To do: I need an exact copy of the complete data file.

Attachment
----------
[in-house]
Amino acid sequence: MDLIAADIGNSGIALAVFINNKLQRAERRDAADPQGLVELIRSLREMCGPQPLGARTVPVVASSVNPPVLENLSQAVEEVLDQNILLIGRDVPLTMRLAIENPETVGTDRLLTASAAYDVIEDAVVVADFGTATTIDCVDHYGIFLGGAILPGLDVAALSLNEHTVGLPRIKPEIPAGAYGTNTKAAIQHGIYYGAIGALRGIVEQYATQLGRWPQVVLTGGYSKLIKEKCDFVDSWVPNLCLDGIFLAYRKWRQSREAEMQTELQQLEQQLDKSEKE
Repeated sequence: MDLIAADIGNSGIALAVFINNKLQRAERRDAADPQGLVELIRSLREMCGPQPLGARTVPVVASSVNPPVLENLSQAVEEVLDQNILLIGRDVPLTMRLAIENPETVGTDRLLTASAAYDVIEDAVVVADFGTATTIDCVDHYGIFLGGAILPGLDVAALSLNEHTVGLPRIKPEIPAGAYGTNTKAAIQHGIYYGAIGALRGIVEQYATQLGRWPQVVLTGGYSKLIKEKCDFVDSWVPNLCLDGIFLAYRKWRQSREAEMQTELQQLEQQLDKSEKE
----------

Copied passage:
[in-house]
Amino acid sequence: MDLIAADIGNSGIALAVFINNKLQRAERRDAADPQGLVELIRSLREMCGPQPLGARTVPVVASSVNPPVLENLSQAVEEVLDQNILLIGRDVPLTMRLAIENPETVGTDRLLTASAAYDVIEDAVVVADFGTATTIDCVDHYGIFLGGAILPGLDVAALSLNEHTVGLPRIKPEIPAGAYGTNTKAAIQHGIYYGAIGALRGIVEQYATQLGRWPQVVLTGGYSKLIKEKCDFVDSWVPNLCLDGIFLAYRKWRQSREAEMQTELQQLEQQLDKSEKE
Repeated sequence: MDLIAADIGNSGIALAVFINNKLQRAERRDAADPQGLVELIRSLREMCGPQPLGARTVPVVASSVNPPVLENLSQAVEEVLDQNILLIGRDVPLTMRLAIENPETVGTDRLLTASAAYDVIEDAVVVADFGTATTIDCVDHYGIFLGGAILPGLDVAALSLNEHTVGLPRIKPEIPAGAYGTNTKAAIQHGIYYGAIGALRGIVEQYATQLGRWPQVVLTGGYSKLIKEKCDFVDSWVPNLCLDGIFLAYRKWRQSREAEMQTELQQLEQQLDKSEKE